A Moment of Science

Baby’s Prenatal Sense of Smell

How should I know how long it takes for the sense of smell to develop? Surely, we’re not just born smelling.

Actually, the fact that newborns recognize the smell of the amniotic fluid that surrounded them in their mother’s bodies suggests that they can smell before they’re born. The nasal cavity separates from the mouth at about nine weeks into gestation, at which point the chemoreceptors for smelling are formed and ready. By the 13 week, the olfactory nerve’s connection to the brain is intact.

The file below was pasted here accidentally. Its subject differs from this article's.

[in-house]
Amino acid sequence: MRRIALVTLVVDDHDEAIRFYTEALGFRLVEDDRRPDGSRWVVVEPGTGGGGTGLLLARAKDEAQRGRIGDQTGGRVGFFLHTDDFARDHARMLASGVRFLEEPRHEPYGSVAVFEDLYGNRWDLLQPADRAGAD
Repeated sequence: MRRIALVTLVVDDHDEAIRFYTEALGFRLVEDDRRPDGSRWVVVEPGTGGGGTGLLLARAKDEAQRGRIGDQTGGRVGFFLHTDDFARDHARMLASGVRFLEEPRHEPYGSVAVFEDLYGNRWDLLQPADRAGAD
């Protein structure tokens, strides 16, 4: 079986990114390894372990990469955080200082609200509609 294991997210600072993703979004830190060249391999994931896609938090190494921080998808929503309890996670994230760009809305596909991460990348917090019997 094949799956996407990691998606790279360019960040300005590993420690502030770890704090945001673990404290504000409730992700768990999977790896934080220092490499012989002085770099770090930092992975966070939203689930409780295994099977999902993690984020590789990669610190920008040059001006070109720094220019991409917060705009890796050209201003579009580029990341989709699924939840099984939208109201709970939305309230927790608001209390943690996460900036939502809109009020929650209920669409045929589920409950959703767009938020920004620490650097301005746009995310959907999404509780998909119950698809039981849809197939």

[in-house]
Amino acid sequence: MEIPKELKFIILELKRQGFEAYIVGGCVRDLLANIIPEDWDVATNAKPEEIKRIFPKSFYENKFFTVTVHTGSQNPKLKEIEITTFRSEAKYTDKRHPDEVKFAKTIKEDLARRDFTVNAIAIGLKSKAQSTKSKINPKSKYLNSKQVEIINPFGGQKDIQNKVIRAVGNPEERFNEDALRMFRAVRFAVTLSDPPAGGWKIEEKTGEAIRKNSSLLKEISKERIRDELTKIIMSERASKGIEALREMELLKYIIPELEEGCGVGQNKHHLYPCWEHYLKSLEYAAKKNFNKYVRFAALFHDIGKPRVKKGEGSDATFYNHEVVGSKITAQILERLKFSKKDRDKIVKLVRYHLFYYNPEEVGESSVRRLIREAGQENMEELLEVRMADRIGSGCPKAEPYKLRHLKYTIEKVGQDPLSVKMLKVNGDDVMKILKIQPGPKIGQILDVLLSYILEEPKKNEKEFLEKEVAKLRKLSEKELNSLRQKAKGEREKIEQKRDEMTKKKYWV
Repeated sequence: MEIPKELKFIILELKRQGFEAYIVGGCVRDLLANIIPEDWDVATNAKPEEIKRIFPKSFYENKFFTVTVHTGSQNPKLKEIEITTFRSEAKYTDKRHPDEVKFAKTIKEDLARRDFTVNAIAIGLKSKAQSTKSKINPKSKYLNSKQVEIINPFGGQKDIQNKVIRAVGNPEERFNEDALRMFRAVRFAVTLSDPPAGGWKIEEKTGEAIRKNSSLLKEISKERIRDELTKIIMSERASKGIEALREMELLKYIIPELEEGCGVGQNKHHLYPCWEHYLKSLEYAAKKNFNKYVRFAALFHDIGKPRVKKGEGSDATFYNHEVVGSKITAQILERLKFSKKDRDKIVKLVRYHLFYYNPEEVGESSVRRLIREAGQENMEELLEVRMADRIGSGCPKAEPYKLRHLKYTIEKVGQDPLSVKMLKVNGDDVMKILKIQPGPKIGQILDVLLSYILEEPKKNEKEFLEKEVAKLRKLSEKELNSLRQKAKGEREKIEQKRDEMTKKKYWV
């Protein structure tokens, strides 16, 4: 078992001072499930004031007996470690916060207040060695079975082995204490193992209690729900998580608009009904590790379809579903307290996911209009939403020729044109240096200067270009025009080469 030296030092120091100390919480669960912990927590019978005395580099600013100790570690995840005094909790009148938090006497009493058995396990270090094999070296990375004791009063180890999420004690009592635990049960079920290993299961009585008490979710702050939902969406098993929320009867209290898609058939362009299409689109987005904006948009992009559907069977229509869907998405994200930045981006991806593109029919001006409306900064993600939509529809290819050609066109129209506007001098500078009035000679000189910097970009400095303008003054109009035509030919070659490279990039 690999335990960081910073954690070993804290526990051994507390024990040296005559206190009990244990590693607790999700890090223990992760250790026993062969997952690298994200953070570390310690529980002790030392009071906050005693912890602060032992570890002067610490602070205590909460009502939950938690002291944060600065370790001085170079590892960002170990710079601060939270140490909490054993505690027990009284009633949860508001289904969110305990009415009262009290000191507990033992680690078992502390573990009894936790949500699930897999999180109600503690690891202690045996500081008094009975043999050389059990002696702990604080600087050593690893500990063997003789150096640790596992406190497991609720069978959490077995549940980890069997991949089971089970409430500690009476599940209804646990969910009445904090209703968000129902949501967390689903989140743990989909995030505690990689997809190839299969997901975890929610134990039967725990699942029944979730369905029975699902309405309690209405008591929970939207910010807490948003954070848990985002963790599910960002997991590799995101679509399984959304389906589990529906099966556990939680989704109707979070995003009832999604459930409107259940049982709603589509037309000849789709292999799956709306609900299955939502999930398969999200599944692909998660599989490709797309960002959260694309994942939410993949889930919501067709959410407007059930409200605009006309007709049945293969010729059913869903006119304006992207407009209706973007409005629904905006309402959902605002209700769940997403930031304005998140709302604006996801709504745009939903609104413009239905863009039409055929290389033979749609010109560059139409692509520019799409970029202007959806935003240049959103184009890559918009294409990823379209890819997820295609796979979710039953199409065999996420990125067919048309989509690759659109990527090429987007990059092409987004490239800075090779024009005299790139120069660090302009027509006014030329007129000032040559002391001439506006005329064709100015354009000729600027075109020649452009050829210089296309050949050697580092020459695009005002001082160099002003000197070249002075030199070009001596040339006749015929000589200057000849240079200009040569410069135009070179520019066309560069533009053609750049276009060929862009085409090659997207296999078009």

Smelling does not require air. The fact that infants begin smelling before they’re born should help to explain why immediately after birth, a child can locate her mother’s nipple. In one experiment, each mother had one of her breasts cleansed after birth, and when the newborn babies were placed between their mothers’ breasts, a significant majority of the infants chose the uncleansed breast.

In another study, after only one hour’s acquaintance with their new babies, 90% of mothers recognized their baby’s scent from that of a stranger’s baby.

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